Nikon D3X review

  • Expert Rating: We rate this 9 out of 10We rate this 9 out of 10We rate this 9 out of 10We rate this 9 out of 10We rate this 9 out of 10 Best Buy We rate this 9 out of 10

  • Price When Reviewed: 4608

  • Pros: Class-leading resolution and picture quality; professional-level build with superb layout and ergonomics.

  • Cons: Long-winded menus; fiddly implementation of Live View compared to some rivals; no auto-sensor cleaning.

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Some said it was never going to happen but, flush with the success of the 12-megapixel full-frame D3 digital SLR, Nikon has released the 24-megapixel full-frame D3x. The new model competes head-on with arch-rival Canon’s top-of-the-range EOS 1Ds Mk II (read our review here).

Like the D2x it replaces, the D3x is aimed primarily at the traditional commercial photographer, but will appeal to any Nikon user whose clients demand uncompressed file sizes of 50MB upwards. Indeed, the D3x delivers 8-bit uncompressed 69.7MB files with a 6,048-x-4,032-pixel image size – easily enough for an A4 magazine double-page spread at 300dpi with some cropping.

As the name suggests, the D3x is based on the hugely popular D3 body and boasts the same camera features, including the robust build quality. It has the same superb 51-point AF system; a superb 920,000-pixel, three-inch LCD screen; and an excellent viewfinder image with 100 per cent coverage. Yet this means there’s no room for an automated sensor-cleaning mechanism. Even though Canon solved a similar problem, it’s a small concession to pay for an otherwise well-engineered and superbly balanced body.

The camera’s layout is identical to the D3, which in turn was essentially unchanged from the D2 series. Anyone familiar with these cameras can pick the D3x up and start shooting with little or no instruction. Even if you’re switching from another brand, the control layout is intuitive. If we have a niggle here, it’s that the menus have become lengthy, making little-used features difficult to find.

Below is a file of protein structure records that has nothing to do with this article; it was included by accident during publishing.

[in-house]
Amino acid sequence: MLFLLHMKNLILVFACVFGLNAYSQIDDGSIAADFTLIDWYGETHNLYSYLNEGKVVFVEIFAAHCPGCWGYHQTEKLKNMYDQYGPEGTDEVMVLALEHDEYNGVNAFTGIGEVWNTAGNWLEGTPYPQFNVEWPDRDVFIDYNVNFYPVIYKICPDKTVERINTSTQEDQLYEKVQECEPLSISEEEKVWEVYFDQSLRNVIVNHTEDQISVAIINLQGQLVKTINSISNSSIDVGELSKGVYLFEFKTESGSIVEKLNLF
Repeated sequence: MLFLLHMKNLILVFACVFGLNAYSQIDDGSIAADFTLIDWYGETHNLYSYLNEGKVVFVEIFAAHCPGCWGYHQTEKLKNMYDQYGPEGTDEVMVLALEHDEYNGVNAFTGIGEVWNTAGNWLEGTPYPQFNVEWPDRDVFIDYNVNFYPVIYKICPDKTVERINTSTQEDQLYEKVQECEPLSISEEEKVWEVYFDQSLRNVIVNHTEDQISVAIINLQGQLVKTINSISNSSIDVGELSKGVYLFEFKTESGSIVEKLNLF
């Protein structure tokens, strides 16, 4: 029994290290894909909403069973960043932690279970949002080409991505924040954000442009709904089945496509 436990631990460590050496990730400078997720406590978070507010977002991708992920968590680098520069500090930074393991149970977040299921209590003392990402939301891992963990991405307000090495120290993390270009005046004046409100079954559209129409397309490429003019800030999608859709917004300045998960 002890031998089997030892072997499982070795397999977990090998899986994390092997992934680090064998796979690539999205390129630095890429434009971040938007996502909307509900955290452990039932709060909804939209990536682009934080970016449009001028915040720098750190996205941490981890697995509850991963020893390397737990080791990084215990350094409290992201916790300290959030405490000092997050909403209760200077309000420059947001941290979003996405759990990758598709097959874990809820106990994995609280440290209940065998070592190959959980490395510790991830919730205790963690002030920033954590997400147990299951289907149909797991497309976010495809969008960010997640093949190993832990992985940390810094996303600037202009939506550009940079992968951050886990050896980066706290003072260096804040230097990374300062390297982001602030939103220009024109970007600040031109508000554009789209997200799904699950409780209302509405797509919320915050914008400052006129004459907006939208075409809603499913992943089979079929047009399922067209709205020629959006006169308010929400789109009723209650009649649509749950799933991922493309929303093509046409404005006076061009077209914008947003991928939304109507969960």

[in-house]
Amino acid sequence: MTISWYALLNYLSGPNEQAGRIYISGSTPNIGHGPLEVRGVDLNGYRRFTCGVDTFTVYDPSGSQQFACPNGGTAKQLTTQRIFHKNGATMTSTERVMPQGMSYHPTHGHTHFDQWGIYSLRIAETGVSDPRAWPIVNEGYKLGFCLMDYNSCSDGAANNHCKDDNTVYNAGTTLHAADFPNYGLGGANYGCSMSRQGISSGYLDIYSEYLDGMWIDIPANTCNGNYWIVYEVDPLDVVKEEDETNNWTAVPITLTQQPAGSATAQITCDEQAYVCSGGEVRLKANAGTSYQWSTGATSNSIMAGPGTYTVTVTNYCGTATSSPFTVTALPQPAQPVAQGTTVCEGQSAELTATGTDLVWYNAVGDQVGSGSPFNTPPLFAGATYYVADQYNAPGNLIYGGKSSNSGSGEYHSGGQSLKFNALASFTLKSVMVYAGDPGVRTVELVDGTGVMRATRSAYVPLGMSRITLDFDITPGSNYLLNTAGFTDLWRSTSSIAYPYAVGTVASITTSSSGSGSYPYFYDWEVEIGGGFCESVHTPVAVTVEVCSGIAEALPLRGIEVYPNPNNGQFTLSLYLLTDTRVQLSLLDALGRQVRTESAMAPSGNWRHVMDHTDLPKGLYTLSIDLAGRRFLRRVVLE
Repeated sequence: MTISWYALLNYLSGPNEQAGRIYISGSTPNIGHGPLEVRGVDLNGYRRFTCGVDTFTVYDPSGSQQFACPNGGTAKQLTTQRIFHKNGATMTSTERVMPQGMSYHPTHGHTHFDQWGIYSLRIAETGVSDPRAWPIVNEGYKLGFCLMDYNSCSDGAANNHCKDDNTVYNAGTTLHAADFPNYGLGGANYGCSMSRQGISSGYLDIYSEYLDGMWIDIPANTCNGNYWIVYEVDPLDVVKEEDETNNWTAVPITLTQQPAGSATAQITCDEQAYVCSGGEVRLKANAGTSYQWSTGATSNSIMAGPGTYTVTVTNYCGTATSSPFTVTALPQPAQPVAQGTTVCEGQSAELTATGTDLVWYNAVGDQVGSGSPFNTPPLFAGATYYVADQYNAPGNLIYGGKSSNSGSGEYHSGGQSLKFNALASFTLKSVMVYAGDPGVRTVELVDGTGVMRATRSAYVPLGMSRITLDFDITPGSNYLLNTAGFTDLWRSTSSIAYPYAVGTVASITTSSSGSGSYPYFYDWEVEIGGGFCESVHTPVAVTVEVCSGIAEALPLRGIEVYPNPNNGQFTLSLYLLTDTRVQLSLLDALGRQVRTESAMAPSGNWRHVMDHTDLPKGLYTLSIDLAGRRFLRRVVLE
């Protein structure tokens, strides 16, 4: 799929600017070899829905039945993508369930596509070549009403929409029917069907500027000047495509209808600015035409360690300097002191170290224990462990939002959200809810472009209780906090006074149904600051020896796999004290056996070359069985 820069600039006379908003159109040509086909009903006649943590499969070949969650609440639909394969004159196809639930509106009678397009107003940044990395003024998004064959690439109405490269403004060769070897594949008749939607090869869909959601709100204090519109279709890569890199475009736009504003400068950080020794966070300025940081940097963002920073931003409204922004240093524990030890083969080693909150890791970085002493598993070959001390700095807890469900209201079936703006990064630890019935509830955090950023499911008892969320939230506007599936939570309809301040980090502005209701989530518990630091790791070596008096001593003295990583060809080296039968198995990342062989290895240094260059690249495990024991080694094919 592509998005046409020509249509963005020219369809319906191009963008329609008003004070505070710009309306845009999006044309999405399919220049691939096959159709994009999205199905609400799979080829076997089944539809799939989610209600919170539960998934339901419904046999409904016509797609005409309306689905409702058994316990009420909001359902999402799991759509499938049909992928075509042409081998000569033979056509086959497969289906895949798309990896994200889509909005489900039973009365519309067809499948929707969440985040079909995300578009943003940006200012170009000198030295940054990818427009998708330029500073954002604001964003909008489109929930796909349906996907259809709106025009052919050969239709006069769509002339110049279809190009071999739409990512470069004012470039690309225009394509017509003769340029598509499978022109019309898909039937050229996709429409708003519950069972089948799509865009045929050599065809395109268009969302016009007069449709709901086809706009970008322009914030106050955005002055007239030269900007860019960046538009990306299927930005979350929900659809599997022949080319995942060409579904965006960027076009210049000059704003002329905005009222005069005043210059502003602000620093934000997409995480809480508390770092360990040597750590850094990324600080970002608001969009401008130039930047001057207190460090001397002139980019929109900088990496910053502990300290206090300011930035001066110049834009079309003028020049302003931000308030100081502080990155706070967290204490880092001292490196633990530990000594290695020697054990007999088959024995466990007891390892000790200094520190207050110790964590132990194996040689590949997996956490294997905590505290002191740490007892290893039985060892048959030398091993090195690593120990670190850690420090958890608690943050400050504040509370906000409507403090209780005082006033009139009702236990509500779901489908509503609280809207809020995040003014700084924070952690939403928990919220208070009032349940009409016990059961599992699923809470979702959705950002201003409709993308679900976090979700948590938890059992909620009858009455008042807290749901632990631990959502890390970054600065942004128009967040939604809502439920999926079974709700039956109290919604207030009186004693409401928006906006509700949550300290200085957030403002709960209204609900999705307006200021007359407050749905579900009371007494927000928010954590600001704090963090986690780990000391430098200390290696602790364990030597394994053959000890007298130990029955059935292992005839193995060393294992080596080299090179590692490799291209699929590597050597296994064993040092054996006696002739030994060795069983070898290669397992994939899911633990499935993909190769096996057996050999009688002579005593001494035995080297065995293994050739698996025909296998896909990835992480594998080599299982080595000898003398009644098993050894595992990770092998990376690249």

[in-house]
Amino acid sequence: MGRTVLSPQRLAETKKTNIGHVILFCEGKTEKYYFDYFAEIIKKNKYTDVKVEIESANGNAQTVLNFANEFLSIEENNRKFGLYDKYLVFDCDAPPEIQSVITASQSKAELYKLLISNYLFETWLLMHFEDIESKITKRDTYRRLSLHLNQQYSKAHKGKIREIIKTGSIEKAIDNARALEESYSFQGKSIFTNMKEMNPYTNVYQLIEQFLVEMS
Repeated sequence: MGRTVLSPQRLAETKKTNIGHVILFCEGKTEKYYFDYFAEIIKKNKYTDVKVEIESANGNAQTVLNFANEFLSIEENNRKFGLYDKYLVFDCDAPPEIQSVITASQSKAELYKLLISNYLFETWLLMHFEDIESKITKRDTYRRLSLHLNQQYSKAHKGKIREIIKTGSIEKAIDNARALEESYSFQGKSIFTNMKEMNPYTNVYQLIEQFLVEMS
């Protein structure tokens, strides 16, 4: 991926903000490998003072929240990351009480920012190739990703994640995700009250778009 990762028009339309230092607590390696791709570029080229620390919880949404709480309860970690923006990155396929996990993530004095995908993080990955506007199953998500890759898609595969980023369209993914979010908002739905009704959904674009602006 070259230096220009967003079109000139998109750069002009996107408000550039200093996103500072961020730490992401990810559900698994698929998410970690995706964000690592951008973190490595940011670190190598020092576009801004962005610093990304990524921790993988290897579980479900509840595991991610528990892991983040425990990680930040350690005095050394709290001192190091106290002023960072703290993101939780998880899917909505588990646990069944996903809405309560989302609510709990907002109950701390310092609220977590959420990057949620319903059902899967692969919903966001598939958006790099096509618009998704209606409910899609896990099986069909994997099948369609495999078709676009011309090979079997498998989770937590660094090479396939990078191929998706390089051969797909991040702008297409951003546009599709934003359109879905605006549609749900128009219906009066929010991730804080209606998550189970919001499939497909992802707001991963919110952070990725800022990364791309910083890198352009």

Live View is selected as a drive mode from a dial on the top plate, while the Handheld and Tripod shooting options are selected from the menu. This gives the impression that Live View was an afterthought, but the Tripod option using contrast detection for either auto or manual focus is handy for a studio camera.

Sensitivity runs from ISO 100 to ISO 1600, with an option to lower the base to ISO 50, for studio lights, and push the maximum two-stops to ISO 6400. With 5.95 micron-sized pixels, noise levels of the Sony-made CMOS sensor can’t quite match the larger 8-micron pixels of the D3, but it’s close throughout the range.

We were also impressed by the sheer quality and resolution of in-camera processed JPEGs: images are lush and highly detailed. Colour data is assessed from both the impressive 1,005-pixel RGB metering system and 24.5mp CMOS sensor and from our test files white-balance accuracy was some of the best we’ve seen.

Choosing between 14-bit or 12-bit Raw files hasn’t any immediately obvious advantages in image quality, at least during our short time with the camera, but there is one very noticeable downside. Continuous shooting plummets from a respectable 5fps to just under 2fps, and well beneath the Canon’s 5fps at 14-bit.

Capturing 18-19 Raw files regardless of colour depth, the D3x scores around a 50 per cent improvement in buffering over its rival, but we found the memory fills with the same number of JPEGs. That’s only a third of the 56 the Canon can put away. Be that as it may, with only a few shortcomings the D3x easily rivals entry-level medium format systems and is a terrific choice for the photographer on the move.

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